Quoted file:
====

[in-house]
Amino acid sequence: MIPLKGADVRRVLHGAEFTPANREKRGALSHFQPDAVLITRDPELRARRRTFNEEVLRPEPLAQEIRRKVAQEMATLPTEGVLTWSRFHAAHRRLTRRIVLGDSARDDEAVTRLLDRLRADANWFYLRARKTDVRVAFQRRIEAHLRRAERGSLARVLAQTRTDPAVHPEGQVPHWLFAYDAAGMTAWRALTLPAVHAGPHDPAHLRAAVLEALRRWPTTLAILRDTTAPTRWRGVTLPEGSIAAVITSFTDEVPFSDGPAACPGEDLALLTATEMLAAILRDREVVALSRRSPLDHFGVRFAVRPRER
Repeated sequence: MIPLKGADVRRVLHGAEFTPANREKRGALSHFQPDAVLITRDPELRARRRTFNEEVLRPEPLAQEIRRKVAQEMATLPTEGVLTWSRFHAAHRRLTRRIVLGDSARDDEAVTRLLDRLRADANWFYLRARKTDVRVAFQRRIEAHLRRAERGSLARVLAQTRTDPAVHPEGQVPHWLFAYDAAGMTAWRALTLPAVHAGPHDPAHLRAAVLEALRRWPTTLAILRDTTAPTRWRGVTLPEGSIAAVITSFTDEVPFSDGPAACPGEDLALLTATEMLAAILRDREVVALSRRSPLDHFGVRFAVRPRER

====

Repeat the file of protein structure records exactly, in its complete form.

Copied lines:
[in-house]
Amino acid sequence: MIPLKGADVRRVLHGAEFTPANREKRGALSHFQPDAVLITRDPELRARRRTFNEEVLRPEPLAQEIRRKVAQEMATLPTEGVLTWSRFHAAHRRLTRRIVLGDSARDDEAVTRLLDRLRADANWFYLRARKTDVRVAFQRRIEAHLRRAERGSLARVLAQTRTDPAVHPEGQVPHWLFAYDAAGMTAWRALTLPAVHAGPHDPAHLRAAVLEALRRWPTTLAILRDTTAPTRWRGVTLPEGSIAAVITSFTDEVPFSDGPAACPGEDLALLTATEMLAAILRDREVVALSRRSPLDHFGVRFAVRPRER
Repeated sequence: MIPLKGADVRRVLHGAEFTPANREKRGALSHFQPDAVLITRDPELRARRRTFNEEVLRPEPLAQEIRRKVAQEMATLPTEGVLTWSRFHAAHRRLTRRIVLGDSARDDEAVTRLLDRLRADANWFYLRARKTDVRVAFQRRIEAHLRRAERGSLARVLAQTRTDPAVHPEGQVPHWLFAYDAAGMTAWRALTLPAVHAGPHDPAHLRAAVLEALRRWPTTLAILRDTTAPTRWRGVTLPEGSIAAVITSFTDEVPFSDGPAACPGEDLALLTATEMLAAILRDREVVALSRRSPLDHFGVRFAVRPRER